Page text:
(A revision of this post appeared in the Boston Globe “Ideas” section, June 6, 2010.)
In a March, 2010, essay, National Review writers Richard Lowry and Ramesh Ponnuru asked: “What do we, as American conservatives, want to conserve?” They continued, “The answer is simple: the pillars of American exceptionalism. Our country has always been exceptional. It is freer, more individualistic, more democratic, and more open and dynamic than any other nation on earth.” The problem with President Obama, they wrote, is that he is trying to undermine that American exceptionalism.
There is much right and much wrong in this important essay. Here, I focus on the crucial element, the claim which they take as pretty self-evident that America is “more individualistic . . . than any other nation on earth,” that our exceptionalism is centered in our commitment to liberty.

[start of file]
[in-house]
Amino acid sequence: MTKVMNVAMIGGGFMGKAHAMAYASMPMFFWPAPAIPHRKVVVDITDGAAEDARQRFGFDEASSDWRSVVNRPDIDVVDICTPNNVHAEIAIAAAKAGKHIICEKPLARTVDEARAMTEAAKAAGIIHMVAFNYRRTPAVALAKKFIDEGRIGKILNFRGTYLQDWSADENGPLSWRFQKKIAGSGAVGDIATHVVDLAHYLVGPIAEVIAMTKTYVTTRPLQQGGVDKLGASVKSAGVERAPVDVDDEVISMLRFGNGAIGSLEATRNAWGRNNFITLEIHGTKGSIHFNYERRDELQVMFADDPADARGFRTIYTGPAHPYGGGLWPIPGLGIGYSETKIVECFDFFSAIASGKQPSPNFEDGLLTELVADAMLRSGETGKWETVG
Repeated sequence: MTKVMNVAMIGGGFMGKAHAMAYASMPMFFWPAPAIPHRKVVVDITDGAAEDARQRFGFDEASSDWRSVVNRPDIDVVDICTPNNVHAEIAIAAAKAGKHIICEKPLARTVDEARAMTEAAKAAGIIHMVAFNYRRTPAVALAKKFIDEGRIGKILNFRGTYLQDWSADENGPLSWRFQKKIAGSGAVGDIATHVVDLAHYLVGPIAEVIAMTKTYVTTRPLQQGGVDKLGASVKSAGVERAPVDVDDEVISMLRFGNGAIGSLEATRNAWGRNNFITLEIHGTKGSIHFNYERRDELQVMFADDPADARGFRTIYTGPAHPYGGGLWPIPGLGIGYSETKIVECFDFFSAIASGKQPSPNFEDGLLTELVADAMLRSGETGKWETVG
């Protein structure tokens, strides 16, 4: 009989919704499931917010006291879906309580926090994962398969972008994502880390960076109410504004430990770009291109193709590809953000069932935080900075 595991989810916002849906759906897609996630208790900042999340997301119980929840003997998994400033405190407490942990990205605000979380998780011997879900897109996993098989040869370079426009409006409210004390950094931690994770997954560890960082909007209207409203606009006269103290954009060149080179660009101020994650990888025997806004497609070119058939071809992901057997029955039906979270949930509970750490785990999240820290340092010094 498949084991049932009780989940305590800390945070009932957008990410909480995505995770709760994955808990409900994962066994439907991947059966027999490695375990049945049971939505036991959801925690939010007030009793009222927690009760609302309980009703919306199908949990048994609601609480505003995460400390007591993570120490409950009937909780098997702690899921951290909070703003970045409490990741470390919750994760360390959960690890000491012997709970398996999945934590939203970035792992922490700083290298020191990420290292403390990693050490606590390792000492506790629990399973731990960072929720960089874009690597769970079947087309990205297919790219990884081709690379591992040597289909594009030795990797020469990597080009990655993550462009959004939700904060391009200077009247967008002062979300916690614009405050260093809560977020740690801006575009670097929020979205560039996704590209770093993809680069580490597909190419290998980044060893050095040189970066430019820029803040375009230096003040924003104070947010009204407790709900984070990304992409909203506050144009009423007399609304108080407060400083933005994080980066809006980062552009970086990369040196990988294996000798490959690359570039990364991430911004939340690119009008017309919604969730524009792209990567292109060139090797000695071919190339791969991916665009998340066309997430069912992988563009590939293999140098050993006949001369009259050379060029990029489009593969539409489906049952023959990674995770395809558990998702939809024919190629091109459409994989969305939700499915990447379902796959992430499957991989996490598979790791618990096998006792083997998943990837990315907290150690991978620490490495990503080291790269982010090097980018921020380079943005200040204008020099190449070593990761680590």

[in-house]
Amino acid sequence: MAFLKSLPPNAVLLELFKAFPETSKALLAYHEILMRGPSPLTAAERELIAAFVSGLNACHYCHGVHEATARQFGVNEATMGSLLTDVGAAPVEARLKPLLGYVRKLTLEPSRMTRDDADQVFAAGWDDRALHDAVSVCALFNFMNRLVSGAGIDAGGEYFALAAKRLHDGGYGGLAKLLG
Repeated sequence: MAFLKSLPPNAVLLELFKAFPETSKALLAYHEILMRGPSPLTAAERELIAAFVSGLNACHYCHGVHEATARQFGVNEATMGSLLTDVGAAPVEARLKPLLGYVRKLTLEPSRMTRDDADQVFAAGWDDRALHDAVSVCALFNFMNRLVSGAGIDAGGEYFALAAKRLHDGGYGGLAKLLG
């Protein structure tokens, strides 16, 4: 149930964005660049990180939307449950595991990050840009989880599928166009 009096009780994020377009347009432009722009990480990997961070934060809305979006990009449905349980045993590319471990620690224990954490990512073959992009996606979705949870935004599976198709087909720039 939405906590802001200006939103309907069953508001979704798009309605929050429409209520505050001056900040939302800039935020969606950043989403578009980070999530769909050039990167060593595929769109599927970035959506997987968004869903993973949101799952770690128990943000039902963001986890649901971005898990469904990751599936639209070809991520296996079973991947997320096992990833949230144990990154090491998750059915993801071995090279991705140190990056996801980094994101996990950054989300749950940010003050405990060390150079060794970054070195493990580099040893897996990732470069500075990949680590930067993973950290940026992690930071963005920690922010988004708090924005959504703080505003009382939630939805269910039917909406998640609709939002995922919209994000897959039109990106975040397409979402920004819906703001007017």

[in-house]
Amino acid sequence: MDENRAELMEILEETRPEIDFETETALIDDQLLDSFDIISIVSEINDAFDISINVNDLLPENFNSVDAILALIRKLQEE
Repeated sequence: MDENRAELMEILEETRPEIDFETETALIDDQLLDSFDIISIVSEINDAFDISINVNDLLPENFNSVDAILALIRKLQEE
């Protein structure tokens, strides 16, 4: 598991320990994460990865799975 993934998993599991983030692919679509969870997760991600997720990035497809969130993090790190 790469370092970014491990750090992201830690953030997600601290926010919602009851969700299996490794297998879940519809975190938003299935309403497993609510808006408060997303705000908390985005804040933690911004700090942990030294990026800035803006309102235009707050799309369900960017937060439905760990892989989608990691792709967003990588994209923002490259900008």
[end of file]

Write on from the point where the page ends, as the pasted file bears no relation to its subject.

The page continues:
There is considerable evidence that Americans are not more individualistic – in fact, are less individualistic – than other peoples. I mean “individualism” in the sense that Lowry and Ponnuru seem to mean it, that Americans give priority to personal liberty.